Gender differences in pain prevalence, characteristics, assessment and treatment in internal medicine patients: a post-hoc analysis of the FADOI-DOMINO study

  • Giuseppe Civardi Long-term Care and Rehabilitation Unit, Casa di Cura S. Antonino, Piacenza, Italy.
  • Patrizia Mordenti Oncology Department, AUSL di Piacenza, Italy.
  • Gualberto Gussoni Clinical Research Department, FADOI Foundation, Milano, Italy.
  • Cecilia Politi Internal Medicine Unit, City Hospital, Isernia, Italy.
  • Pietro Seghini Oncology Department, AUSL di Piacenza, Italy.
  • Maria Cristina Pasquini Oncology Unit, Hospital Maggiore, Crema (CR), Italy.
  • Stefania Marengo Internal Medicine Department, Hospital Mauriziano, Torino, Italy.
  • Pietro De Bastiani Internal Medicine Unit, Hospital of Oderzo, Treviso, Italy.
  • Antonella Valerio | antonella.valerio@fadoi.org Clinical Research Department, FADOI Foundation, Milano, Italy.
  • Andrea Fontanella Internal Medicine Department, Hospital Fatebenefratelli, Napoli, Italy.

Abstract

Conflicting results come from epidemiological studies on the correlations between gender and pain in hospitalized patients. No specific data are reported in patients admitted to Internal Medicine Units (IMUs). Post-hoc analysis of the FADOI-DOMINO study, performed in 26 IMUs in Italy, with two cross-sectional surveys interspersed with an educational program. The 5200 medical charts of the FADOI-DOMINO study were re-analyzed. The following sex differences were highlighted: i) a greater pain prevalence was evidenced in women in the Pre-phase; ii) among patients with chronic pain, anxiety and depression were significantly more present in women compared with men; iii) oncologic pain was more prevalent in men; in a specular way, nononcologic pain showed a greater prevalence in women in both phases; iv) strong opioids therapy was higher for men. Some sex differences in pain seem to exist in IMUs, although less evident if compared with those previously reported in other settings. A more careful assessment of coexisting conditions such as anxiety, depression or cognitive impairment can result in a better management of these problems.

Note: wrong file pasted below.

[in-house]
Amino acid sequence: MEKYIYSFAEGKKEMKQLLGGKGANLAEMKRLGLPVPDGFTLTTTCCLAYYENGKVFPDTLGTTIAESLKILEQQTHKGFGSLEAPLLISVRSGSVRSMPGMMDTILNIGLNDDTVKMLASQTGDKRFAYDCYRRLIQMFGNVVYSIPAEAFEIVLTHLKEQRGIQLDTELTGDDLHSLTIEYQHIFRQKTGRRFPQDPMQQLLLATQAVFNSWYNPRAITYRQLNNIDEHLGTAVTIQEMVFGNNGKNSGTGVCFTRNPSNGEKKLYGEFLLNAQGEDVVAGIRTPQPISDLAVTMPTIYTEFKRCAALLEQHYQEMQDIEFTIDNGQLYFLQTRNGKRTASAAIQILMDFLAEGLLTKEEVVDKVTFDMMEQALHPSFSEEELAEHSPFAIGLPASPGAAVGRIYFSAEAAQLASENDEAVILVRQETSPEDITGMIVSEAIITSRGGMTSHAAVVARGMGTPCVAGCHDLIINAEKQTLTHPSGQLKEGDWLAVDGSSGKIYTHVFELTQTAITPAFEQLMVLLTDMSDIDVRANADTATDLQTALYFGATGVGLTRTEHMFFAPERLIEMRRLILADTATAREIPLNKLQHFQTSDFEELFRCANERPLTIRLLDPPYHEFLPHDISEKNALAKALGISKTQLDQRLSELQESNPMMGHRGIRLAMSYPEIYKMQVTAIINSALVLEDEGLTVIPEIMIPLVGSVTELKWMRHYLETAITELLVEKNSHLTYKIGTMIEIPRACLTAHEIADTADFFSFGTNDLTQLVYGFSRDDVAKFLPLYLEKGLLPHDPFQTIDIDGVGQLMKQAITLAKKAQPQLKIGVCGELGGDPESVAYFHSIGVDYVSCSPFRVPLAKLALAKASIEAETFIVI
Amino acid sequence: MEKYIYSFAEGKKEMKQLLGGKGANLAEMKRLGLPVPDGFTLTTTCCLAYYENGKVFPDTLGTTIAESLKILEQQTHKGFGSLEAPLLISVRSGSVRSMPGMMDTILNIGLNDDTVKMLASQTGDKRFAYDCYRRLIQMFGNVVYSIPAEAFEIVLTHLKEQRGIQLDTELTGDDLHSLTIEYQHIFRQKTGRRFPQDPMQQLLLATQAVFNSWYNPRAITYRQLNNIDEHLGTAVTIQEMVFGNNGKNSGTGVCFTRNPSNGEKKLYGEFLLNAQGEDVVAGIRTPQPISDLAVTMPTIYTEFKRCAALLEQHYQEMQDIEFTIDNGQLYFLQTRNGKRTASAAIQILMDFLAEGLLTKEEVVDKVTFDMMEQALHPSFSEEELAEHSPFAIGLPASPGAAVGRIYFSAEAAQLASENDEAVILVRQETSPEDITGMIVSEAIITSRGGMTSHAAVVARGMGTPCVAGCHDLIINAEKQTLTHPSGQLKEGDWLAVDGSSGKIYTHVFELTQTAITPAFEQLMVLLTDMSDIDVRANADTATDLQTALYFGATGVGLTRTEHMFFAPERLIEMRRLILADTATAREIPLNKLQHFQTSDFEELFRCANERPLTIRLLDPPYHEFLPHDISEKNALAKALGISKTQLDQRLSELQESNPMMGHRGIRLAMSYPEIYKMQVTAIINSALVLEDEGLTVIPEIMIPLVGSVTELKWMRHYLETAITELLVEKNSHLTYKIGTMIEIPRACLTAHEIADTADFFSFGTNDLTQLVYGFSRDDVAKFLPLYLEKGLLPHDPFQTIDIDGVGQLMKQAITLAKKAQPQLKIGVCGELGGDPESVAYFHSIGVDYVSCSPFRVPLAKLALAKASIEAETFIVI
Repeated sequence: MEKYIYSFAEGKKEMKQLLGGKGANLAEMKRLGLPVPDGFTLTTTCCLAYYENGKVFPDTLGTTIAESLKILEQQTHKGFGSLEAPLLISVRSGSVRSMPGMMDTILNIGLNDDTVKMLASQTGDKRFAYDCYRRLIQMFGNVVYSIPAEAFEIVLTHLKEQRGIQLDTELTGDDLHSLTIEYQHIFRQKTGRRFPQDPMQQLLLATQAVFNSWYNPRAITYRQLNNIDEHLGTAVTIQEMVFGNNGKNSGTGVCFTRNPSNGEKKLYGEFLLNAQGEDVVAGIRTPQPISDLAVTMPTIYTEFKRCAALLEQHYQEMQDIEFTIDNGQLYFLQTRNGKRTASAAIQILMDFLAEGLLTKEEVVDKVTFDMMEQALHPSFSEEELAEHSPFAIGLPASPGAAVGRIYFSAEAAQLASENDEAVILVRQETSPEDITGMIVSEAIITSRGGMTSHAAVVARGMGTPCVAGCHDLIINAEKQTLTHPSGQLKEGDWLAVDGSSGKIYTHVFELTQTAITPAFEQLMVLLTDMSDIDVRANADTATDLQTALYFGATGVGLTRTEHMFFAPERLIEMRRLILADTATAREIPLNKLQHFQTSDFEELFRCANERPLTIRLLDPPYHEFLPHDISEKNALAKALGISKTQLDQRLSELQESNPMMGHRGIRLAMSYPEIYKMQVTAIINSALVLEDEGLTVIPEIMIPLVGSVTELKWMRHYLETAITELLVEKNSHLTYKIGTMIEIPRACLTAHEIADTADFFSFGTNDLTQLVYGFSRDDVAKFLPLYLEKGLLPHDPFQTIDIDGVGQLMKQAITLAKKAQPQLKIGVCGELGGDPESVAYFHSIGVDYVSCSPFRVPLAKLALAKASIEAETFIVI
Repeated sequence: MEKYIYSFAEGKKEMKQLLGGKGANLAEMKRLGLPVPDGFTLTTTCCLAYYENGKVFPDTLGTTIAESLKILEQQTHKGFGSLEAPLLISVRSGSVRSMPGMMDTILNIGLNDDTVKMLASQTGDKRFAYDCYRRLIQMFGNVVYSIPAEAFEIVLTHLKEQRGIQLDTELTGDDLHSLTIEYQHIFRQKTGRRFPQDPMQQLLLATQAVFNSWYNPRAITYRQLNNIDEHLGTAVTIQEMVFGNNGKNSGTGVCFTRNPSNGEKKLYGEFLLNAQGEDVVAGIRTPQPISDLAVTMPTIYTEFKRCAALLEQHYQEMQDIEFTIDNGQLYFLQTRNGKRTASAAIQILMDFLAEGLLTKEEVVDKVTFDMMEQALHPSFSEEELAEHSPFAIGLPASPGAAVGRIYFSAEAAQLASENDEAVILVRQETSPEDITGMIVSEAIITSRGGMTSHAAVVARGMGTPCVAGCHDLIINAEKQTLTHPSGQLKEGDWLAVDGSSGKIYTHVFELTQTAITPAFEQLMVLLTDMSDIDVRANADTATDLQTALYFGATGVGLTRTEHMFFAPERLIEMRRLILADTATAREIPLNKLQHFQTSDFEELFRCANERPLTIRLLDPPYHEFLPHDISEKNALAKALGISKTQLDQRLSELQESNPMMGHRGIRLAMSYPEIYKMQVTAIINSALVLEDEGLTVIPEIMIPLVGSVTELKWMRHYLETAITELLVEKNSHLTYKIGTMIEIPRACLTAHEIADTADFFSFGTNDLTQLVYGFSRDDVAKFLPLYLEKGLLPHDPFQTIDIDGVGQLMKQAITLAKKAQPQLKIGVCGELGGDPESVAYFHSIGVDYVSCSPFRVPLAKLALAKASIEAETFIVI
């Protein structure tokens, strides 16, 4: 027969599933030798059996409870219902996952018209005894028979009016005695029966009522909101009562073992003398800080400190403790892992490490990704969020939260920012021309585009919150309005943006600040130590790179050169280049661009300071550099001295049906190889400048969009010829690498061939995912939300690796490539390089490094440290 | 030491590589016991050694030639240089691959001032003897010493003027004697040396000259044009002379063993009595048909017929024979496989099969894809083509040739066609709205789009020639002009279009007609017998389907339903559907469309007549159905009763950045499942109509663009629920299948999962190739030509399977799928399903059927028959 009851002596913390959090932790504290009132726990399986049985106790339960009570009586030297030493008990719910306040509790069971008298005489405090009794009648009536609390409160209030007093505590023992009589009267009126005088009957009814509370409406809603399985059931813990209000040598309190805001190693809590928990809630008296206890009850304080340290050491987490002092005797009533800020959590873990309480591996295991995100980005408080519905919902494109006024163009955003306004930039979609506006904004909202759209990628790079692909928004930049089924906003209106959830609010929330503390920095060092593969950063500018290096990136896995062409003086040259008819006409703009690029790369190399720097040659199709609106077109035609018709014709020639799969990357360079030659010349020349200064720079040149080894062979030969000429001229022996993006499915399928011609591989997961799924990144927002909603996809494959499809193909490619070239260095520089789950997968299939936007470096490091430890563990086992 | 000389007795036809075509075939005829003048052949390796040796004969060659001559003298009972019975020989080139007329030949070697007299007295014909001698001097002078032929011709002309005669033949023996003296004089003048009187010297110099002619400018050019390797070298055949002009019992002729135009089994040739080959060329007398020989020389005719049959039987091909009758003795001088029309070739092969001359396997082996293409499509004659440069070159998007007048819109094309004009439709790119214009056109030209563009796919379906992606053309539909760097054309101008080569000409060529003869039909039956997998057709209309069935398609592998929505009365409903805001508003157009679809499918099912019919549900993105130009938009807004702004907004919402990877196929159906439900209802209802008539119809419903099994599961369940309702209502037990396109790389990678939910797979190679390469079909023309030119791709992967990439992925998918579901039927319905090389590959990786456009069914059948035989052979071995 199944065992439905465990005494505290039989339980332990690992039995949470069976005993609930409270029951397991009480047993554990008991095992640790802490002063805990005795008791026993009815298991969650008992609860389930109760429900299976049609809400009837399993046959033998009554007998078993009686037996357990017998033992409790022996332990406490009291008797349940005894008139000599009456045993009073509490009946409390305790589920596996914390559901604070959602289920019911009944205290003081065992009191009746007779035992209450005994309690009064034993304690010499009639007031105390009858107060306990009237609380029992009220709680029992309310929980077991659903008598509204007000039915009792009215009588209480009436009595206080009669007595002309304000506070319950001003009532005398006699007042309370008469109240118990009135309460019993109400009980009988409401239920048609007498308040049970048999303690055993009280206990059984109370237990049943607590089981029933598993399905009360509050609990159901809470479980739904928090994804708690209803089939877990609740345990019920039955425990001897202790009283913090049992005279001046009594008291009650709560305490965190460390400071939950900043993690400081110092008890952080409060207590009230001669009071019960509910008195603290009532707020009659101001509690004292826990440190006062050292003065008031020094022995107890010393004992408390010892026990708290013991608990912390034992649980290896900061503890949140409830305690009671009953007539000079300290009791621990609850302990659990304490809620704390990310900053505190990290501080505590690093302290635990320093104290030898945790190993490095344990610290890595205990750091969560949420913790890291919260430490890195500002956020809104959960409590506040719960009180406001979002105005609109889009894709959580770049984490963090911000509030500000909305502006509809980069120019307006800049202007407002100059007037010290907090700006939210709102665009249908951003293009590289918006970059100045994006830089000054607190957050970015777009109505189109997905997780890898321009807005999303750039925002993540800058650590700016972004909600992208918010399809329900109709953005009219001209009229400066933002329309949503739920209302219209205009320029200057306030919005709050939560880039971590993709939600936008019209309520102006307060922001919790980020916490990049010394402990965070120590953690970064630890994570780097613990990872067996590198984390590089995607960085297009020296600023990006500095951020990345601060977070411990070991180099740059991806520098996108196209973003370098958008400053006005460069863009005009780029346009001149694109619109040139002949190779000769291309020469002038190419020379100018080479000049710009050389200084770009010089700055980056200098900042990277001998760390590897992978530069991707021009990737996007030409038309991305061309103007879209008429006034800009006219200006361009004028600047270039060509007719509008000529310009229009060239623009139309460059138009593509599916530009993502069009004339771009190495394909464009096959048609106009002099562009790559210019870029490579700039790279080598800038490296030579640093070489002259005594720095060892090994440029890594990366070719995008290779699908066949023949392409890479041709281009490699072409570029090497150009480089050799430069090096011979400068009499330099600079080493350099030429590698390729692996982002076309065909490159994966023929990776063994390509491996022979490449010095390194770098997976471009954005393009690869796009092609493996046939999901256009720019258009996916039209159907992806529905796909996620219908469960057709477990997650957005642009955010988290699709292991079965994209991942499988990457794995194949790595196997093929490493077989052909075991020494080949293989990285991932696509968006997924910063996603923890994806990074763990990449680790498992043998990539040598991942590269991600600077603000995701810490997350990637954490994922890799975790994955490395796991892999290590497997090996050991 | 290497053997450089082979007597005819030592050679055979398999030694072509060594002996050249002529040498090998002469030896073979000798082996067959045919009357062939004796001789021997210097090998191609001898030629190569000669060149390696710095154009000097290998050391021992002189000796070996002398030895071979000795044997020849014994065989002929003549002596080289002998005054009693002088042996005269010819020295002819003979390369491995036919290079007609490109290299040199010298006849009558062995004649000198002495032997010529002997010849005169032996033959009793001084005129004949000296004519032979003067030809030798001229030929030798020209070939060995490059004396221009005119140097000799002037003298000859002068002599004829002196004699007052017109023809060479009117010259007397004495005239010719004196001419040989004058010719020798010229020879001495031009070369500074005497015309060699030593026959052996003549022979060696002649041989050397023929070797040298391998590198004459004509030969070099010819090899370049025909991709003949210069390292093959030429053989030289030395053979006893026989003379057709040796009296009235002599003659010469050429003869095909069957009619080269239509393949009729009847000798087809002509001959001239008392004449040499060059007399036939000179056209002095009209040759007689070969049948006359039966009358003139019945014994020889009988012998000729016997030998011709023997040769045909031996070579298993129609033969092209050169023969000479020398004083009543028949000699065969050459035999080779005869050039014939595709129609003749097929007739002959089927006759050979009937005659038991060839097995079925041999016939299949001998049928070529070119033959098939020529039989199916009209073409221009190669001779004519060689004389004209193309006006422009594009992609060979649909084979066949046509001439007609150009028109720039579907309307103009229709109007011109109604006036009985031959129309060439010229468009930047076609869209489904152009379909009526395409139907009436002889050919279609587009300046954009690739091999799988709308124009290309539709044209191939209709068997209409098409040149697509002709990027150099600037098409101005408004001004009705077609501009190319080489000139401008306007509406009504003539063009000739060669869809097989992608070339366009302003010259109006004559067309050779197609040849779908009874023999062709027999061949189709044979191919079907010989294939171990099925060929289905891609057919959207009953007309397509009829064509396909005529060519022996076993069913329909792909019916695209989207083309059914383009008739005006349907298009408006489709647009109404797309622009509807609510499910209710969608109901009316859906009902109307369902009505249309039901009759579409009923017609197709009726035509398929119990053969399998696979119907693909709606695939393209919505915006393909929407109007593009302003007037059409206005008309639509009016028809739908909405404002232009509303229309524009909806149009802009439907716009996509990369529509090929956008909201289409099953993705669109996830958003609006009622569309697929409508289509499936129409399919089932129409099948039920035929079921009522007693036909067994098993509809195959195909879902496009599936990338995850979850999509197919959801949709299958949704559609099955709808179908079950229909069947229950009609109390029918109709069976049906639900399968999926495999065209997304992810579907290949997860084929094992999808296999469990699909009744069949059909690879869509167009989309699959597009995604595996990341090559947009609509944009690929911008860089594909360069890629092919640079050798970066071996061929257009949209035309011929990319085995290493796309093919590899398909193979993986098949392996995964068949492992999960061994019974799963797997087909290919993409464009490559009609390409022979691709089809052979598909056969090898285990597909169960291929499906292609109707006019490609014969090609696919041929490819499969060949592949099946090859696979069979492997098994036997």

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Published
2018-09-10
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Original Articles
Keywords:
Pain, gender, Internal Medicine.
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How to Cite
Civardi, G., Mordenti, P., Gussoni, G., Politi, C., Seghini, P., Pasquini, M. C., Marengo, S., De Bastiani, P., Valerio, A., & Fontanella, A. (2018). Gender differences in pain prevalence, characteristics, assessment and treatment in internal medicine patients: a post-hoc analysis of the FADOI-DOMINO study. Italian Journal of Medicine, 12(3), 213-218. https://doi.org/10.4081/itjm.2018.1008

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